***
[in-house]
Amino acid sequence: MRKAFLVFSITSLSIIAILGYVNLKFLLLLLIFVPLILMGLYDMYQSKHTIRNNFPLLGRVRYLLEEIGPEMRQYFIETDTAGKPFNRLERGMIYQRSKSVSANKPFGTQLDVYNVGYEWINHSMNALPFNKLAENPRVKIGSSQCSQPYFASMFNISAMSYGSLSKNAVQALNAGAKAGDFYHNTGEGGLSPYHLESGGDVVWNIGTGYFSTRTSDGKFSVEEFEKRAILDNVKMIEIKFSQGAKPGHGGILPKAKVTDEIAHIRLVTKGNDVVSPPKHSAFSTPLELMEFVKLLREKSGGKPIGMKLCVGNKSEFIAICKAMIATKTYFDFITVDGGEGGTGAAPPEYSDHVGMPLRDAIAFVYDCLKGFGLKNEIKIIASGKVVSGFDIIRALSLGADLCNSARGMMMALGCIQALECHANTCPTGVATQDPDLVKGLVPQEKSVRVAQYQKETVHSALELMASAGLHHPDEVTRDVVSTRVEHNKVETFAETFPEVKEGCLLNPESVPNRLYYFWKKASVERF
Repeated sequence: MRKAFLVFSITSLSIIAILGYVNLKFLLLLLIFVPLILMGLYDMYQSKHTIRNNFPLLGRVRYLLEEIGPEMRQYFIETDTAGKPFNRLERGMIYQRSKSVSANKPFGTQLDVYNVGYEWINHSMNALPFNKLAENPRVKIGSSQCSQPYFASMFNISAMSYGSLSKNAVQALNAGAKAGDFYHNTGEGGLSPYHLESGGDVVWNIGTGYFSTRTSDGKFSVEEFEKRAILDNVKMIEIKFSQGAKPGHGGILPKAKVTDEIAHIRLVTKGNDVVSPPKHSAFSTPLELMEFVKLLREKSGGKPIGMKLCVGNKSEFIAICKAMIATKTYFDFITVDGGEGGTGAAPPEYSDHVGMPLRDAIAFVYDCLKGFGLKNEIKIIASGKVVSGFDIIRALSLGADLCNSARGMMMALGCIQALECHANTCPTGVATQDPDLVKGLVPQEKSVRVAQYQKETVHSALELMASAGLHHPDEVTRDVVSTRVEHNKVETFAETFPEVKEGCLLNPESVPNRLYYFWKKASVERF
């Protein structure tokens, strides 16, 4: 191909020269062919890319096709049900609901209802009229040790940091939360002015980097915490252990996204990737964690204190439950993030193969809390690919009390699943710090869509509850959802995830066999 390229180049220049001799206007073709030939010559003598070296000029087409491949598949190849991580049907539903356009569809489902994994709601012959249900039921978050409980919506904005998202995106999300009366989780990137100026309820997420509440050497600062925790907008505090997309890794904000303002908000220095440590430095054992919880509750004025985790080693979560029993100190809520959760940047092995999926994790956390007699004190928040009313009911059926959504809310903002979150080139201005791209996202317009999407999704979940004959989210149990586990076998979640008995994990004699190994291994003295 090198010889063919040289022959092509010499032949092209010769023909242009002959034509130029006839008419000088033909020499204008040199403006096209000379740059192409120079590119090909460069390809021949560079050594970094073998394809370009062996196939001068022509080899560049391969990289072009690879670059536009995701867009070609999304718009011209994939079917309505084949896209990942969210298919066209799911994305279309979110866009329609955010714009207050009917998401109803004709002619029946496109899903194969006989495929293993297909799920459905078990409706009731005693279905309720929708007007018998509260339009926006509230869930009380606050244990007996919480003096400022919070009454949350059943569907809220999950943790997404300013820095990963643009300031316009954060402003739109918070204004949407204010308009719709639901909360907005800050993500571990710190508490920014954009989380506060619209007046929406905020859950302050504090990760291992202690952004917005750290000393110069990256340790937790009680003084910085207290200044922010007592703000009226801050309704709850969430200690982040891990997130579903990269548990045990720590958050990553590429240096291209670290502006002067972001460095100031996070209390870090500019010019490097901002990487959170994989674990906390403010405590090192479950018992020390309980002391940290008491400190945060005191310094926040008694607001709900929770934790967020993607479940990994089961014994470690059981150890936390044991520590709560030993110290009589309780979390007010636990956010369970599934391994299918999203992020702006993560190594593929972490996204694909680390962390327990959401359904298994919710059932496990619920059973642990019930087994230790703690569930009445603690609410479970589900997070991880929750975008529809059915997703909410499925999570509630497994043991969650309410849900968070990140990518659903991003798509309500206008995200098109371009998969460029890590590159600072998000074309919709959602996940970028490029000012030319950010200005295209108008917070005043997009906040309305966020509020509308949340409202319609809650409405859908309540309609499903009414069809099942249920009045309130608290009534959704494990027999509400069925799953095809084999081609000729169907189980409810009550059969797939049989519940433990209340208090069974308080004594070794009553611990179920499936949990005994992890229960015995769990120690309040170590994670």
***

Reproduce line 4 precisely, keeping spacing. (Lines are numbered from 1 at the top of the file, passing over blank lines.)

């Protein structure tokens, strides 16, 4: 191909020269062919890319096709049900609901209802009229040790940091939360002015980097915490252990996204990737964690204190439950993030193969809390690919009390699943710090869509509850959802995830066999 390229180049220049001799206007073709030939010559003598070296000029087409491949598949190849991580049907539903356009569809489902994994709601012959249900039921978050409980919506904005998202995106999300009366989780990137100026309820997420509440050497600062925790907008505090997309890794904000303002908000220095440590430095054992919880509750004025985790080693979560029993100190809520959760940047092995999926994790956390007699004190928040009313009911059926959504809310903002979150080139201005791209996202317009999407999704979940004959989210149990586990076998979640008995994990004699190994291994003295 090198010889063919040289022959092509010499032949092209010769023909242009002959034509130029006839008419000088033909020499204008040199403006096209000379740059192409120079590119090909460069390809021949560079050594970094073998394809370009062996196939001068022509080899560049391969990289072009690879670059536009995701867009070609999304718009011209994939079917309505084949896209990942969210298919066209799911994305279309979110866009329609955010714009207050009917998401109803004709002619029946496109899903194969006989495929293993297909799920459905078990409706009731005693279905309720929708007007018998509260339009926006509230869930009380606050244990007996919480003096400022919070009454949350059943569907809220999950943790997404300013820095990963643009300031316009954060402003739109918070204004949407204010308009719709639901909360907005800050993500571990710190508490920014954009989380506060619209007046929406905020859950302050504090990760291992202690952004917005750290000393110069990256340790937790009680003084910085207290200044922010007592703000009226801050309704709850969430200690982040891990997130579903990269548990045990720590958050990553590429240096291209670290502006002067972001460095100031996070209390870090500019010019490097901002990487959170994989674990906390403010405590090192479950018992020390309980002391940290008491400190945060005191310094926040008694607001709900929770934790967020993607479940990994089961014994470690059981150890936390044991520590709560030993110290009589309780979390007010636990956010369970599934391994299918999203992020702006993560190594593929972490996204694909680390962390327990959401359904298994919710059932496990619920059973642990019930087994230790703690569930009445603690609410479970589900997070991880929750975008529809059915997703909410499925999570509630497994043991969650309410849900968070990140990518659903991003798509309500206008995200098109371009998969460029890590590159600072998000074309919709959602996940970028490029000012030319950010200005295209108008917070005043997009906040309305966020509020509308949340409202319609809650409405859908309540309609499903009414069809099942249920009045309130608290009534959704494990027999509400069925799953095809084999081609000729169907189980409810009550059969797939049989519940433990209340208090069974308080004594070794009553611990179920499936949990005994992890229960015995769990120690309040170590994670």